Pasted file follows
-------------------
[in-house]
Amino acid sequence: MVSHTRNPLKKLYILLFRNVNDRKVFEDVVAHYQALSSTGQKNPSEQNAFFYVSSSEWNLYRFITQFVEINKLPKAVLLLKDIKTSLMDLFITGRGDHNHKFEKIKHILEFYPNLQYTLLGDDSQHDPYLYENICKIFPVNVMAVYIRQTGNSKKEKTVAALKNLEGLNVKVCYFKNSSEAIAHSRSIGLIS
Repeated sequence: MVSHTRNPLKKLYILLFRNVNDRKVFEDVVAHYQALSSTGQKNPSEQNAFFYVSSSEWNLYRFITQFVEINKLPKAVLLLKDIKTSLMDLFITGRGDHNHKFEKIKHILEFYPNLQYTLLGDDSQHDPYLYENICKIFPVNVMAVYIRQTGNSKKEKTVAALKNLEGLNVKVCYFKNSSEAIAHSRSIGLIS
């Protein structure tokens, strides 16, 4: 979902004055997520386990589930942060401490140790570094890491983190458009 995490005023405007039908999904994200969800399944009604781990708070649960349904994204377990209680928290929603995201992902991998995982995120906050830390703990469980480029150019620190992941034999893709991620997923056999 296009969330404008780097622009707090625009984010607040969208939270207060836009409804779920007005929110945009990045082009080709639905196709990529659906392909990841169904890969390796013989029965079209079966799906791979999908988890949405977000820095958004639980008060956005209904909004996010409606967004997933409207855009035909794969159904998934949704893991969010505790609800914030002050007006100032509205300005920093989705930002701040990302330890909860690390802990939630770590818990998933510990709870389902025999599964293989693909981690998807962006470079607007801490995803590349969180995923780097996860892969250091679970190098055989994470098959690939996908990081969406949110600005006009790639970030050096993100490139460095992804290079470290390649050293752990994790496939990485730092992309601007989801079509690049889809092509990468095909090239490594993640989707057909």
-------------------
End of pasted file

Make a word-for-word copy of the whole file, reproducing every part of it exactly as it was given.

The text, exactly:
[in-house]
Amino acid sequence: MVSHTRNPLKKLYILLFRNVNDRKVFEDVVAHYQALSSTGQKNPSEQNAFFYVSSSEWNLYRFITQFVEINKLPKAVLLLKDIKTSLMDLFITGRGDHNHKFEKIKHILEFYPNLQYTLLGDDSQHDPYLYENICKIFPVNVMAVYIRQTGNSKKEKTVAALKNLEGLNVKVCYFKNSSEAIAHSRSIGLIS
Repeated sequence: MVSHTRNPLKKLYILLFRNVNDRKVFEDVVAHYQALSSTGQKNPSEQNAFFYVSSSEWNLYRFITQFVEINKLPKAVLLLKDIKTSLMDLFITGRGDHNHKFEKIKHILEFYPNLQYTLLGDDSQHDPYLYENICKIFPVNVMAVYIRQTGNSKKEKTVAALKNLEGLNVKVCYFKNSSEAIAHSRSIGLIS
């Protein structure tokens, strides 16, 4: 979902004055997520386990589930942060401490140790570094890491983190458009 995490005023405007039908999904994200969800399944009604781990708070649960349904994204377990209680928290929603995201992902991998995982995120906050830390703990469980480029150019620190992941034999893709991620997923056999 296009969330404008780097622009707090625009984010607040969208939270207060836009409804779920007005929110945009990045082009080709639905196709990529659906392909990841169904890969390796013989029965079209079966799906791979999908988890949405977000820095958004639980008060956005209904909004996010409606967004997933409207855009035909794969159904998934949704893991969010505790609800914030002050007006100032509205300005920093989705930002701040990302330890909860690390802990939630770590818990998933510990709870389902025999599964293989693909981690998807962006470079607007801490995803590349969180995923780097996860892969250091679970190098055989994470098959690939996908990081969406949110600005006009790639970030050096993100490139460095992804290079470290390649050293752990994790496939990485730092992309601007989801079509690049889809092509990468095909090239490594993640989707057909």